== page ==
Raised beds part 1… planning and groundworks

There was quite a bit to building my raised beds so I am splitting it into two posts so as not to bore you (or to bore you twice, depending on your point of view).

In a previous post I rambled on about my decision making  process on what to build the raised beds from. Now I had to decide how to construct them.  I know my way around a cordless drill and a saw, but I am no DIY guru, and I had to deal with a sloping site.  So I set about exploring the Google tubes for some simple plans…. and I found some excellent ones here. I won’t repeat the full instructions, but basically here’s what you do:

  1. Build a simple box frame where you want the bed
  2. Prop it up so that it’s level
  3. Hammer some corner posts in, and screw the frame to them
  4. Fill in the gaps underneath with timber that is cut to fit
  5. For long beds, brace the middle with metal bars to stop them bowing out when filled with heavy wet soil

I decided to plan the dimensions around the size of my sleepers (2.4 m long x 20 cm deep x 5 cm thick).  This reduces the amount of cutting you need to do.  Also, a 1.2 m wide bed – half a sleeper – was pretty much exactly what I wanted anyway.

Next I used Visio to draw up a scale diagram so that I’d know it was all going to fit, and exactly how much timber to buy.  I wanted a long bed down the whole 10 m southern fence line of the back garden, which faces north and is in full sun for most of the day.  This is to grow espaliered fruit trees in.  I have read that espaliered (dwarf) fruit trees should be spaced about 2 m apart, which meant I could fit in 5 trees along the fence line. I decided to squeeze in one more tree by making the bed into an L shape, with a short 2 m section as the bottom of the L.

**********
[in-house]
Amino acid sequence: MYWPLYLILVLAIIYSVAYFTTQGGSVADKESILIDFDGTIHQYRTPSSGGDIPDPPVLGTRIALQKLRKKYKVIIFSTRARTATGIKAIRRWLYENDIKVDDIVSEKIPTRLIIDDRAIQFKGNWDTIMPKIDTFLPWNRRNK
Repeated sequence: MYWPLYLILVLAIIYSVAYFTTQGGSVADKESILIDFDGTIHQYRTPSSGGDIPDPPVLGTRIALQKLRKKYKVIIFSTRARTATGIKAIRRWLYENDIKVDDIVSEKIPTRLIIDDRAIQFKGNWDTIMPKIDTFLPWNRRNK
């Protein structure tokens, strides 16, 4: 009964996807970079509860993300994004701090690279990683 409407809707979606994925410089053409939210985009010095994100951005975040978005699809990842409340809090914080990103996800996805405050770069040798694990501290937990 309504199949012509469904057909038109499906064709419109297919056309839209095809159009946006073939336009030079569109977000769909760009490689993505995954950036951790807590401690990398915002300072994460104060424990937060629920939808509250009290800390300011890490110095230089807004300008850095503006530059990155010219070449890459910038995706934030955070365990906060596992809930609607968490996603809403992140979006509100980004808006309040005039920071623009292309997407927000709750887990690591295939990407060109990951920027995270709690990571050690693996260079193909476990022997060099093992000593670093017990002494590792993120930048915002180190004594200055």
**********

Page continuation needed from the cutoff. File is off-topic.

The fall of the ground along this fence line is around 60 cm, with the higher end at the back, so I had to cater for that in the plan. I basically made a sort of terraced bed of 3 sections, each one dropping by the depth of a sleeper.

Espaliering requires solid posts, between which you run wires that the fruit trees are trained on.  Since they have to support the weight of the (hopefully) fruit-laden branches, the posts and wires need to be strong.  So I went for 3 m long, 10 cm cross-section posts, which I concreted into the ground every 2 m.

Apparently post holes for concrete should be 3 times the width of the post (30 cm) and at least 60 cm deep.  Now, I didn’t fancy digging 7 of these in heavy clay soil by hand, so this presented an ideal opportunity to play with a big boys toy: a petrol-powered post hole digger.  Apparently for 30 cm wide holes you need a 2-person machine, so I duly hired it and enlisted the help of J to bore the holes.  Suffice to say lots of fun was had! And lots of hard manual work avoided.  Here’s a picture of the beast – basically a giant motorised corkscrew:

2013-08-11 12.02.48

And here’s what we did with it:

2013-08-11 12.30.46

Next up was the construction of the frame, but that’s for the next post…


One response to “Raised beds part 1… planning and groundworks

  1. Pingback: Raised beds part 2… Build it, and they will grow (hopefully) | A few less chemicals in the bubble·

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